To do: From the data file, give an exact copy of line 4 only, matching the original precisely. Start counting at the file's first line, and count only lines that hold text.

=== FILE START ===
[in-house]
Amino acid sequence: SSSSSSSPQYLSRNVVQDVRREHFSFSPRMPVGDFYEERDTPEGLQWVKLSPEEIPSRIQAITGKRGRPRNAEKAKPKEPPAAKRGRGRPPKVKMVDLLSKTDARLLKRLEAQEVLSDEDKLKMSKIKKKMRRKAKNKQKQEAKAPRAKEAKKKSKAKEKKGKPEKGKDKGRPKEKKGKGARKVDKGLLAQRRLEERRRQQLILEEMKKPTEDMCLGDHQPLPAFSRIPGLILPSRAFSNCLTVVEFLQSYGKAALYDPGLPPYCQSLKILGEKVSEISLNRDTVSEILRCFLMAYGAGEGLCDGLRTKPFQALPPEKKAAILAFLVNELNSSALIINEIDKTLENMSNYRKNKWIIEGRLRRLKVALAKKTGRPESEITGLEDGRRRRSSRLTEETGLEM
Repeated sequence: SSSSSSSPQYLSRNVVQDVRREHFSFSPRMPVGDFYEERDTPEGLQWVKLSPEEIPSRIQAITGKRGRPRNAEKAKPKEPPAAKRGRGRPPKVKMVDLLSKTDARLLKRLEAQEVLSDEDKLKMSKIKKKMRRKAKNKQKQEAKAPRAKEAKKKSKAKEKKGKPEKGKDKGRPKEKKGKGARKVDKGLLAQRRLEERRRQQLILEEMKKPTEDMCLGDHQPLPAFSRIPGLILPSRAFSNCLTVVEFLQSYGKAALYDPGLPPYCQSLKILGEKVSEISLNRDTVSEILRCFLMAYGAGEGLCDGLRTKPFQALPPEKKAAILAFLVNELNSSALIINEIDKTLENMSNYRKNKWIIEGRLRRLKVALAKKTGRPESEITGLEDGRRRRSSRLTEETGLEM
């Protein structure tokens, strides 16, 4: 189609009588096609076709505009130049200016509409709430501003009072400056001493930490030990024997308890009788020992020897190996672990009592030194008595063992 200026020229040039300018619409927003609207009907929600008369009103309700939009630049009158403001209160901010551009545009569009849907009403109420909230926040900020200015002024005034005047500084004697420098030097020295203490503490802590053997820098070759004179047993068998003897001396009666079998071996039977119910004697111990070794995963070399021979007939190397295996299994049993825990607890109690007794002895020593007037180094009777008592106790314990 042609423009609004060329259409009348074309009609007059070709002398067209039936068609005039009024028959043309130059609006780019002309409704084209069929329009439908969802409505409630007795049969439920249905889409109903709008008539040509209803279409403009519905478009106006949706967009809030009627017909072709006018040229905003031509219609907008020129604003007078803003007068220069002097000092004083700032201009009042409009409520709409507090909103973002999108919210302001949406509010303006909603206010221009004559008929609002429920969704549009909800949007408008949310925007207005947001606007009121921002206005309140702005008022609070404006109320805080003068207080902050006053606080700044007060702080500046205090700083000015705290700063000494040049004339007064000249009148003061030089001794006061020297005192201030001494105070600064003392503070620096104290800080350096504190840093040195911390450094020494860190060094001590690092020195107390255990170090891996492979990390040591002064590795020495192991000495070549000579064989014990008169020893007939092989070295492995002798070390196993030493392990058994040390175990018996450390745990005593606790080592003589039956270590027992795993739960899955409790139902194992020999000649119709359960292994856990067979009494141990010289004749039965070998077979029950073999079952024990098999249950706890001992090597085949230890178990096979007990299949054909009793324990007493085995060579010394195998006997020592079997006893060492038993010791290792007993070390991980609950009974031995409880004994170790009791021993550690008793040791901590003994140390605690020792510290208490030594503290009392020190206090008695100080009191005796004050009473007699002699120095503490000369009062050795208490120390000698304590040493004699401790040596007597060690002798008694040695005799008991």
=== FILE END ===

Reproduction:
């Protein structure tokens, strides 16, 4: 189609009588096609076709505009130049200016509409709430501003009072400056001493930490030990024997308890009788020992020897190996672990009592030194008595063992 200026020229040039300018619409927003609207009907929600008369009103309700939009630049009158403001209160901010551009545009569009849907009403109420909230926040900020200015002024005034005047500084004697420098030097020295203490503490802590053997820098070759004179047993068998003897001396009666079998071996039977119910004697111990070794995963070399021979007939190397295996299994049993825990607890109690007794002895020593007037180094009777008592106790314990 042609423009609004060329259409009348074309009609007059070709002398067209039936068609005039009024028959043309130059609006780019002309409704084209069929329009439908969802409505409630007795049969439920249905889409109903709008008539040509209803279409403009519905478009106006949706967009809030009627017909072709006018040229905003031509219609907008020129604003007078803003007068220069002097000092004083700032201009009042409009409520709409507090909103973002999108919210302001949406509010303006909603206010221009004559008929609002429920969704549009909800949007408008949310925007207005947001606007009121921002206005309140702005008022609070404006109320805080003068207080902050006053606080700044007060702080500046205090700083000015705290700063000494040049004339007064000249009148003061030089001794006061020297005192201030001494105070600064003392503070620096104290800080350096504190840093040195911390450094020494860190060094001590690092020195107390255990170090891996492979990390040591002064590795020495192991000495070549000579064989014990008169020893007939092989070295492995002798070390196993030493392990058994040390175990018996450390745990005593606790080592003589039956270590027992795993739960899955409790139902194992020999000649119709359960292994856990067979009494141990010289004749039965070998077979029950073999079952024990098999249950706890001992090597085949230890178990096979007990299949054909009793324990007493085995060579010394195998006997020592079997006893060492038993010791290792007993070390991980609950009974031995409880004994170790009791021993550690008793040791901590003994140390605690020792510290208490030594503290009392020190206090008695100080009191005796004050009473007699002699120095503490000369009062050795208490120390000698304590040493004699401790040596007597060690002798008694040695005799008991």